It is better to remain silent and be thought a fool than to open one's mouth and remove all doubt. - Mark Twain
I cannot help but be reminded of the above quote when reading about how MACC defines corruption under the Election Offences Act 1954.
Excerpt of Kim Quek's article, 'MACC must not endorse election bribery' in CPI:
The Malaysian Anti-Corruption Commission’s (MACC) heretical interpretation of the Election Offences Act 1954 (the Act) on corruption is most alarming, and warrants an emphatic rebuttal.
In the front page headline story of Sin Chew Daily yesterday (Feb 13), MACC’s deputy chief commissioner (Prevention) Sutinah Sutan was quoted as saying that for corruption offences committed during an election, our laws only deal with individuals – not political parties. As such, money or gifts given to the electorate to induce votes for a political party is not an offence. It is an offence only when the gift is given to induce votes for a specific candidate.
Sutinah further said that the Prime Minister or other Barisan Nasional (BN) leader’s announcements of allocations for projects are meant to benefit the people; such actions cannot be considered election bribery or abuse of power as they are meant to garner electoral support for BN, and not for the leader himself.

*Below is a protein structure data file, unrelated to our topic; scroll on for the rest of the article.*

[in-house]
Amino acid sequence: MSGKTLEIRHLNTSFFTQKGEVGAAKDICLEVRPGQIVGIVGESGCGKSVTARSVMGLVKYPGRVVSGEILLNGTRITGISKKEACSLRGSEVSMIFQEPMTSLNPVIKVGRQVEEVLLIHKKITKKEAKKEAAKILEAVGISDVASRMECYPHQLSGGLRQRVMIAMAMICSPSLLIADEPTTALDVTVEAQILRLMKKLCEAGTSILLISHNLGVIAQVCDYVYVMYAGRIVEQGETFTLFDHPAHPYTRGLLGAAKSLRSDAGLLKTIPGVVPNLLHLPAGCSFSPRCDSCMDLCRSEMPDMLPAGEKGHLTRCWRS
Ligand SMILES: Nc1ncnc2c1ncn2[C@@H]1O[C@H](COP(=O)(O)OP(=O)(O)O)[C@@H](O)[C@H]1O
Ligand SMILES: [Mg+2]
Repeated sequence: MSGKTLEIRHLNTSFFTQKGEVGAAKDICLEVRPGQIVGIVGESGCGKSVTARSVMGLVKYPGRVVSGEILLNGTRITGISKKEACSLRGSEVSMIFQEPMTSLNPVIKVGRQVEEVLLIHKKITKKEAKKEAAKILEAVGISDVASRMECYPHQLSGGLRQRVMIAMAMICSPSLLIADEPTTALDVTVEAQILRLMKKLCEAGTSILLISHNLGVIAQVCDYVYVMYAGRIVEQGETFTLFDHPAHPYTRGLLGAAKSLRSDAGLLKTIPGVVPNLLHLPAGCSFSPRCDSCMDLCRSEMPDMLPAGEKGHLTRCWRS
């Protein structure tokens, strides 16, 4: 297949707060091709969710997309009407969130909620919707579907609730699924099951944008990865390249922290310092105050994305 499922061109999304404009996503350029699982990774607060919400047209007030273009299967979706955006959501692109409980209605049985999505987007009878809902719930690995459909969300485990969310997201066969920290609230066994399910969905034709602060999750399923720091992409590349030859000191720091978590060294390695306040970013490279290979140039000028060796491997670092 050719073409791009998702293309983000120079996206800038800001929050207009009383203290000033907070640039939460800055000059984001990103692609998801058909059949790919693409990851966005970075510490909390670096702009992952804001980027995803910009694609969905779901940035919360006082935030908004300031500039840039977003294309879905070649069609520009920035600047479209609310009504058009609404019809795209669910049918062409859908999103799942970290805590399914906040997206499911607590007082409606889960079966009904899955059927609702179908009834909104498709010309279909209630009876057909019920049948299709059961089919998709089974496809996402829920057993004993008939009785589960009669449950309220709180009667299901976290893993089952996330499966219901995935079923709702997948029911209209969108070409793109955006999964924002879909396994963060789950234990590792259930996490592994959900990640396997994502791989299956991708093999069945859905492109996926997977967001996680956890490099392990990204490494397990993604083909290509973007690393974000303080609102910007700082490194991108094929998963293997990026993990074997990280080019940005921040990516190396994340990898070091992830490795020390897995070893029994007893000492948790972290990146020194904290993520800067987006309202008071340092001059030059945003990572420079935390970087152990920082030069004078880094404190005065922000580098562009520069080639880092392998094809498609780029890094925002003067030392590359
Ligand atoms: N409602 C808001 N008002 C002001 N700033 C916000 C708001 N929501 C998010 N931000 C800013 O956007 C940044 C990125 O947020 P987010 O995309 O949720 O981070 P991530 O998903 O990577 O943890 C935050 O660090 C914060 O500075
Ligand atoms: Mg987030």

I have to differ with these interpretations of the Act taken by MACC.
Corruptly inducing votes for parties is also bribery
First, the definition of bribery is covered in Section 10 of the Act, but nowhere in the entire Section is there any mention that the object of inducement must be for an individual candidate. The Act only defines bribery as material benefit given out or pledged to induce votes without specifying whether such electoral support is meant for a political party or for an individual. Under the circumstances, how can Sutinah claim that giving out money to solicit electoral support for a political party does not fall within the ambit of the Act?
In fact, the pertinent criterion MACC should consider is the motive of the gift – whether it is dished out to solicit votes. Whether the solicitation is meant specifically for a certain candidate or for a group of candidates or for a political party is wholly immaterial...